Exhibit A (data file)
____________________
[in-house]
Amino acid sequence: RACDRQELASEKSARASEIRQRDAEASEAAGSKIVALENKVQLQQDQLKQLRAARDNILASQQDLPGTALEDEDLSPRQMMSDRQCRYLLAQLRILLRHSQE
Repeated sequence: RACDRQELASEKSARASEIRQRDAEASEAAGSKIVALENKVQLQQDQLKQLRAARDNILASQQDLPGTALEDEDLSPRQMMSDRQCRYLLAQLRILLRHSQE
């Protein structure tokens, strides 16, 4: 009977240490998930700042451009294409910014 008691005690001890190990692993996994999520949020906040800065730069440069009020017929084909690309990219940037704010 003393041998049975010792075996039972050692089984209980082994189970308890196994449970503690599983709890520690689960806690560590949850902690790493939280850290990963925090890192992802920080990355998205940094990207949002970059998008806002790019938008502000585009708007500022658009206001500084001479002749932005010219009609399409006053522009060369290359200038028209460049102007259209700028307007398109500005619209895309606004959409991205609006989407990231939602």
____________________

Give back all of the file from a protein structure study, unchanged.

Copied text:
[in-house]
Amino acid sequence: RACDRQELASEKSARASEIRQRDAEASEAAGSKIVALENKVQLQQDQLKQLRAARDNILASQQDLPGTALEDEDLSPRQMMSDRQCRYLLAQLRILLRHSQE
Repeated sequence: RACDRQELASEKSARASEIRQRDAEASEAAGSKIVALENKVQLQQDQLKQLRAARDNILASQQDLPGTALEDEDLSPRQMMSDRQCRYLLAQLRILLRHSQE
């Protein structure tokens, strides 16, 4: 009977240490998930700042451009294409910014 008691005690001890190990692993996994999520949020906040800065730069440069009020017929084909690309990219940037704010 003393041998049975010792075996039972050692089984209980082994189970308890196994449970503690599983709890520690689960806690560590949850902690790493939280850290990963925090890192992802920080990355998205940094990207949002970059998008806002790019938008502000585009708007500022658009206001500084001479002749932005010219009609399409006053522009060369290359200038028209460049102007259209700028307007398109500005619209895309606004959409991205609006989407990231939602």